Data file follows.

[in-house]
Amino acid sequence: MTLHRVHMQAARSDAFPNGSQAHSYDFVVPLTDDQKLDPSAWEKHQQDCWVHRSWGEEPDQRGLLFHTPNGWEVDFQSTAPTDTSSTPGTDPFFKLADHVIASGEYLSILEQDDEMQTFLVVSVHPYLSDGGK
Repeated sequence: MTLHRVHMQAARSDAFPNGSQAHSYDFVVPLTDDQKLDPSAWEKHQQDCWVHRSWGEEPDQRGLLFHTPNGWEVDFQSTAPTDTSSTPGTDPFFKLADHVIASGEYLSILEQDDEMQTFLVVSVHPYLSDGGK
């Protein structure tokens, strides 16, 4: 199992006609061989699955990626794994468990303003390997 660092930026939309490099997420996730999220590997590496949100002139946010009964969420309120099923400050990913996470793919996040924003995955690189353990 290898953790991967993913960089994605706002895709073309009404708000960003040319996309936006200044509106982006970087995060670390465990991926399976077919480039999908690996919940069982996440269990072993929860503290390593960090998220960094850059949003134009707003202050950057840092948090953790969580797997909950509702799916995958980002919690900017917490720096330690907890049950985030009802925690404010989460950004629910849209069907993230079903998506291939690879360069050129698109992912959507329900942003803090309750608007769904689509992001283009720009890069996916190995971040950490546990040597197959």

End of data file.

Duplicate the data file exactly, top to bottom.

[in-house]
Amino acid sequence: MTLHRVHMQAARSDAFPNGSQAHSYDFVVPLTDDQKLDPSAWEKHQQDCWVHRSWGEEPDQRGLLFHTPNGWEVDFQSTAPTDTSSTPGTDPFFKLADHVIASGEYLSILEQDDEMQTFLVVSVHPYLSDGGK
Repeated sequence: MTLHRVHMQAARSDAFPNGSQAHSYDFVVPLTDDQKLDPSAWEKHQQDCWVHRSWGEEPDQRGLLFHTPNGWEVDFQSTAPTDTSSTPGTDPFFKLADHVIASGEYLSILEQDDEMQTFLVVSVHPYLSDGGK
């Protein structure tokens, strides 16, 4: 199992006609061989699955990626794994468990303003390997 660092930026939309490099997420996730999220590997590496949100002139946010009964969420309120099923400050990913996470793919996040924003995955690189353990 290898953790991967993913960089994605706002895709073309009404708000960003040319996309936006200044509106982006970087995060670390465990991926399976077919480039999908690996919940069982996440269990072993929860503290390593960090998220960094850059949003134009707003202050950057840092948090953790969580797997909950509702799916995958980002919690900017917490720096330690907890049950985030009802925690404010989460950004629910849209069907993230079903998506291939690879360069050129698109992912959507329900942003803090309750608007769904689509992001283009720009890069996916190995971040950490546990040597197959």